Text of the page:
08:27 Inhaled corticosteroids take about 10 to 14 days to actually improve asthma control.

    08:34 It’s actually difficult then for the patient to associate stopping inhaler with reduced control of the asthma in some ways because what will happen is that they will stop the corticosteroid and it would be a week or two before the asthma starts kicking off again. So education to make sure they’re compliant is very important. The other thing that needs to be checked is inhaler technique because it’s quite possible that the inhaler is being used in a way which means that most of the drug is not being delivered to the lung. And in that situation, it’s very easy to resolve a situation with a better inhaler technique, a different inhaler which the patient is more able to use or whatever to make sure they’re actually getting drug delivery. The third thing to think about are continuing triggers. Now, we’ve already discussed smoking. That is the most important continuing trigger.

    09:20 But psychosocial stress is often a problem and is very difficult to deal with because that’s outside the remit of the doctor. The patient may have a pet, that are setting things off, and there may be occupational asthma that’s been previously unrecognized.

    09:33 And the last thing to consider is that some patients who develop a complication of asthma called allergic bronchopulmonary aspergillosis which in itself leads to poor control of the disease, and it’s worth screening in the patients for that using the blood tests which are relevant for that and I discussed this disease in one of the later talks of this series.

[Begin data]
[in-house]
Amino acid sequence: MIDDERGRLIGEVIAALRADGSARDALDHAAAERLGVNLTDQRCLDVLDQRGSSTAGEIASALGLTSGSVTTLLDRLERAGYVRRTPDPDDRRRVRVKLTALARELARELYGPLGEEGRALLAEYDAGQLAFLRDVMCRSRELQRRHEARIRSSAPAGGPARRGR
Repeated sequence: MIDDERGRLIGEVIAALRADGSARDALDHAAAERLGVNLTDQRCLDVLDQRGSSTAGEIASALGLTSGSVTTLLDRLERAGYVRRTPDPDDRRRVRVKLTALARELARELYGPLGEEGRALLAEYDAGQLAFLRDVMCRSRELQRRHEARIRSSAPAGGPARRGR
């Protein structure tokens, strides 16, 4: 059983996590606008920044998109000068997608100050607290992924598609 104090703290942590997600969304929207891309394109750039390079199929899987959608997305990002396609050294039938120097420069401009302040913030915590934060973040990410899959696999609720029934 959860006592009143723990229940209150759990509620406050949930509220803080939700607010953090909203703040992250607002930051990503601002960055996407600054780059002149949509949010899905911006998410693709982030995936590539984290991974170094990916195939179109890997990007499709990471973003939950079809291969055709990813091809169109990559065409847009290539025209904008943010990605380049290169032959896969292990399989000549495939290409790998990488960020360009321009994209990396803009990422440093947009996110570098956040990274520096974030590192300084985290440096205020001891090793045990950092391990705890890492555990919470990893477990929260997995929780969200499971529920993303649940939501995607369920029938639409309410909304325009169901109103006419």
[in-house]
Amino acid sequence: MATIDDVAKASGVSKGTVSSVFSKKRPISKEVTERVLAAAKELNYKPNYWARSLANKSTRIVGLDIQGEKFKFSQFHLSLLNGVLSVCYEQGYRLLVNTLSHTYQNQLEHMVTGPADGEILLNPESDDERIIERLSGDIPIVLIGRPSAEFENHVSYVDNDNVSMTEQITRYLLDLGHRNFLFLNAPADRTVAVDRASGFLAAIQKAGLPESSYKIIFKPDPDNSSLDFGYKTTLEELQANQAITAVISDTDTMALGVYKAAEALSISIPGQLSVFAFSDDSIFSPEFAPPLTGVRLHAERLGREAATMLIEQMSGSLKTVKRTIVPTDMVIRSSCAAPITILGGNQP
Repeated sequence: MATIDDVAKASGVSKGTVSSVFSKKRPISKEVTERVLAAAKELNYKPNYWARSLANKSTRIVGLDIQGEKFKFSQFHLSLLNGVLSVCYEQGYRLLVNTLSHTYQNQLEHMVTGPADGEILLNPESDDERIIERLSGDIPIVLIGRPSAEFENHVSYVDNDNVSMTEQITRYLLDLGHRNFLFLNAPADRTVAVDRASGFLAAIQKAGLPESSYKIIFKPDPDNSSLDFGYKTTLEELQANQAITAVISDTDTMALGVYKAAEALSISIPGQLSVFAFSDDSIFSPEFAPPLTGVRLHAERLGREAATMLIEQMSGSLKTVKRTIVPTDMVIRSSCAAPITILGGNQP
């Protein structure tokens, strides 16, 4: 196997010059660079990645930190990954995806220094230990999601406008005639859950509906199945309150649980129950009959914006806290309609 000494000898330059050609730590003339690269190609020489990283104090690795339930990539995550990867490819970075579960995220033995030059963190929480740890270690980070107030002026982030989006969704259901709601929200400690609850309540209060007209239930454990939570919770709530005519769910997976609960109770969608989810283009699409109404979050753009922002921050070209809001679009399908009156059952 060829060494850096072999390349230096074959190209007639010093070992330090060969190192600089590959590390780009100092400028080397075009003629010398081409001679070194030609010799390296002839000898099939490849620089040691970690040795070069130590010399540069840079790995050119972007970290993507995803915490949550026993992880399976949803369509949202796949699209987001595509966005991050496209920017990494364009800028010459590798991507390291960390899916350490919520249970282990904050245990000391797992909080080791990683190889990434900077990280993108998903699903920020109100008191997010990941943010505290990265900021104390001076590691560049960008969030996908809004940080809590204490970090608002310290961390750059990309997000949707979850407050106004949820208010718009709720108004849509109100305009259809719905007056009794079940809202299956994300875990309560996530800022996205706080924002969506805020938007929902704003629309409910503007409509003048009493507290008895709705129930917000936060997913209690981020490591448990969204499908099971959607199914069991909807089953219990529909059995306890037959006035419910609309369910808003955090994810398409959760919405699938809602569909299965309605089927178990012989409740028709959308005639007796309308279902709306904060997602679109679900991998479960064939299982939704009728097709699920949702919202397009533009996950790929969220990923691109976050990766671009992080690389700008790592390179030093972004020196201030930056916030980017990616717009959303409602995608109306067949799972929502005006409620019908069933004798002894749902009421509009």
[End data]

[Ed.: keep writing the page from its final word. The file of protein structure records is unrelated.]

09:52 The other treatment considerations are for patients with very severe disease where they require oral prednisolone. There are some additional treatments that you may come across.

    10:01 One is an antibody treatment to deplete IgE because the IgE is the antibody that drives the allergic response, and therefore, drives the asthmatic information in some patients.

    10:13 And then there’s a a procedure called bronchial thermoplasty where the smooth muscle discoursing bronchoconstriction is damaged by applying heat within the bronchial tree. It's a slightly unusual sounding treatment. But there are reasonable data showing that it can be affected in very selected patients. Acute exacerbations of asthma. This is a common


    About the Lecture

    The lecture Asthma: Treatment by Jeremy Brown, PhD is from the course Airway Diseases.


    Author of lecture Asthma: Treatment

     Jeremy Brown, PhD

    Jeremy Brown, PhD